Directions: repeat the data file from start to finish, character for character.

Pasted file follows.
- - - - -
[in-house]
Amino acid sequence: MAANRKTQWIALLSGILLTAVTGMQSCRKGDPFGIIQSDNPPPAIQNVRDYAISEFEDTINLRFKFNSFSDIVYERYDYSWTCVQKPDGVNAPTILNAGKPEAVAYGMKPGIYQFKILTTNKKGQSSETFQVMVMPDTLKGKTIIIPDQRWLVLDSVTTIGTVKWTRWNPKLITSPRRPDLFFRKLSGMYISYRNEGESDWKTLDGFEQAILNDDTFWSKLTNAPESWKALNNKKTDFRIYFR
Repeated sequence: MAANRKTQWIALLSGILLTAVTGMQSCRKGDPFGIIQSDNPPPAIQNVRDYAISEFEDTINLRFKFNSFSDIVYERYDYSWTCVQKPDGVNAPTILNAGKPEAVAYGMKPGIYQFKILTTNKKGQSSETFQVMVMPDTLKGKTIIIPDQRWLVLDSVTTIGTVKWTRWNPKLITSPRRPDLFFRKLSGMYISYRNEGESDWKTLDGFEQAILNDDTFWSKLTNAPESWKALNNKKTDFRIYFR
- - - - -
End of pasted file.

[in-house]
Amino acid sequence: MAANRKTQWIALLSGILLTAVTGMQSCRKGDPFGIIQSDNPPPAIQNVRDYAISEFEDTINLRFKFNSFSDIVYERYDYSWTCVQKPDGVNAPTILNAGKPEAVAYGMKPGIYQFKILTTNKKGQSSETFQVMVMPDTLKGKTIIIPDQRWLVLDSVTTIGTVKWTRWNPKLITSPRRPDLFFRKLSGMYISYRNEGESDWKTLDGFEQAILNDDTFWSKLTNAPESWKALNNKKTDFRIYFR
Repeated sequence: MAANRKTQWIALLSGILLTAVTGMQSCRKGDPFGIIQSDNPPPAIQNVRDYAISEFEDTINLRFKFNSFSDIVYERYDYSWTCVQKPDGVNAPTILNAGKPEAVAYGMKPGIYQFKILTTNKKGQSSETFQVMVMPDTLKGKTIIIPDQRWLVLDSVTTIGTVKWTRWNPKLITSPRRPDLFFRKLSGMYISYRNEGESDWKTLDGFEQAILNDDTFWSKLTNAPESWKALNNKKTDFRIYFR